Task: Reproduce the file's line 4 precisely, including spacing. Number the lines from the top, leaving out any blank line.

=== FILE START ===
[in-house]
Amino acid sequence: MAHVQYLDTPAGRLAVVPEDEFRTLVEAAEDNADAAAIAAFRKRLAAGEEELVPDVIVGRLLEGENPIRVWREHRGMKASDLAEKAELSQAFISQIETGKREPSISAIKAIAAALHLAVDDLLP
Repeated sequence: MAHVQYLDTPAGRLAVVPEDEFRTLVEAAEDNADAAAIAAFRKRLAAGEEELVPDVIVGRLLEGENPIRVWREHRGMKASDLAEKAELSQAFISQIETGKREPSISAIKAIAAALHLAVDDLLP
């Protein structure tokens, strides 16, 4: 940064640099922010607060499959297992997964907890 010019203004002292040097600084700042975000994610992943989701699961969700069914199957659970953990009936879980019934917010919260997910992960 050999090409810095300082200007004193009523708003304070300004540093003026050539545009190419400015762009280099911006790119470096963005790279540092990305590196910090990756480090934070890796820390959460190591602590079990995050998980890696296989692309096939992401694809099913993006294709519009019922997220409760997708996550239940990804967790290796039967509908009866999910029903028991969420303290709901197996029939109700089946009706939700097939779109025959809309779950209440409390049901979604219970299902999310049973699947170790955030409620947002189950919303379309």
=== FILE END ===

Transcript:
């Protein structure tokens, strides 16, 4: 940064640099922010607060499959297992997964907890 010019203004002292040097600084700042975000994610992943989701699961969700069914199957659970953990009936879980019934917010919260997910992960 050999090409810095300082200007004193009523708003304070300004540093003026050539545009190419400015762009280099911006790119470096963005790279540092990305590196910090990756480090934070890796820390959460190591602590079990995050998980890696296989692309096939992401694809099913993006294709519009019922997220409760997708996550239940990804967790290796039967509908009866999910029903028991969420303290709901197996029939109700089946009706939700097939779109025959809309779950209440409390049901979604219970299902999310049973699947170790955030409620947002189950919303379309």